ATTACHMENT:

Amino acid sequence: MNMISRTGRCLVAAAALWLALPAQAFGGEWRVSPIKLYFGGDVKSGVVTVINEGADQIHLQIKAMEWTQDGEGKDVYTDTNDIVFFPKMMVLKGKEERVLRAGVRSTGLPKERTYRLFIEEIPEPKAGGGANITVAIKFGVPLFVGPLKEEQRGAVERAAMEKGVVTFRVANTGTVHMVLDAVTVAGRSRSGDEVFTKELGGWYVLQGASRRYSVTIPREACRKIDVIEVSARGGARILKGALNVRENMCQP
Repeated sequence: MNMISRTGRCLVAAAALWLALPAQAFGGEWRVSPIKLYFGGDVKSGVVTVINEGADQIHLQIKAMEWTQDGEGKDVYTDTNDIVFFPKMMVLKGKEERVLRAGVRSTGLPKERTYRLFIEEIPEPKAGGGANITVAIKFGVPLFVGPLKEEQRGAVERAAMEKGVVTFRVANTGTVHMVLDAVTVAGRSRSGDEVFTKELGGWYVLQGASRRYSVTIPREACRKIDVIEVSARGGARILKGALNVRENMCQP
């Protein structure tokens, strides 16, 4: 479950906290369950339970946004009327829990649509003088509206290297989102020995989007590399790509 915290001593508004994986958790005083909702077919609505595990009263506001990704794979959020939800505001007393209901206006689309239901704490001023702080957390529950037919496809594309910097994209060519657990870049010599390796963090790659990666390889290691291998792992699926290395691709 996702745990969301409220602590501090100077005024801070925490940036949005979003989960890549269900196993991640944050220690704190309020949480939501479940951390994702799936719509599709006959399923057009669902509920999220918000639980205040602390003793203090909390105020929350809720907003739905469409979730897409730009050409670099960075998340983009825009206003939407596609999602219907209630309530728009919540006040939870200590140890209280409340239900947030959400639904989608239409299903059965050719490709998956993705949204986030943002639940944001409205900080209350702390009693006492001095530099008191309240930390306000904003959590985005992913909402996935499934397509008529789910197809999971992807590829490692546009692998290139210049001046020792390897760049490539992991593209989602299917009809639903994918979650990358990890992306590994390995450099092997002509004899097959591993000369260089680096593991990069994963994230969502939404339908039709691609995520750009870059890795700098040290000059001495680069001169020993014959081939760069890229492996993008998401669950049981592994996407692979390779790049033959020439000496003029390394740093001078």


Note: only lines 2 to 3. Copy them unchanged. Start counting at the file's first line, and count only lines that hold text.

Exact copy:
Repeated sequence: MNMISRTGRCLVAAAALWLALPAQAFGGEWRVSPIKLYFGGDVKSGVVTVINEGADQIHLQIKAMEWTQDGEGKDVYTDTNDIVFFPKMMVLKGKEERVLRAGVRSTGLPKERTYRLFIEEIPEPKAGGGANITVAIKFGVPLFVGPLKEEQRGAVERAAMEKGVVTFRVANTGTVHMVLDAVTVAGRSRSGDEVFTKELGGWYVLQGASRRYSVTIPREACRKIDVIEVSARGGARILKGALNVRENMCQP
């Protein structure tokens, strides 16, 4: 479950906290369950339970946004009327829990649509003088509206290297989102020995989007590399790509 915290001593508004994986958790005083909702077919609505595990009263506001990704794979959020939800505001007393209901206006689309239901704490001023702080957390529950037919496809594309910097994209060519657990870049010599390796963090790659990666390889290691291998792992699926290395691709 996702745990969301409220602590501090100077005024801070925490940036949005979003989960890549269900196993991640944050220690704190309020949480939501479940951390994702799936719509599709006959399923057009669902509920999220918000639980205040602390003793203090909390105020929350809720907003739905469409979730897409730009050409670099960075998340983009825009206003939407596609999602219907209630309530728009919540006040939870200590140890209280409340239900947030959400639904989608239409299903059965050719490709998956993705949204986030943002639940944001409205900080209350702390009693006492001095530099008191309240930390306000904003959590985005992913909402996935499934397509008529789910197809999971992807590829490692546009692998290139210049001046020792390897760049490539992991593209989602299917009809639903994918979650990358990890992306590994390995450099092997002509004899097959591993000369260089680096593991990069994963994230969502939404339908039709691609995520750009870059890795700098040290000059001495680069001169020993014959081939760069890229492996993008998401669950049981592994996407692979390779790049033959020439000496003029390394740093001078």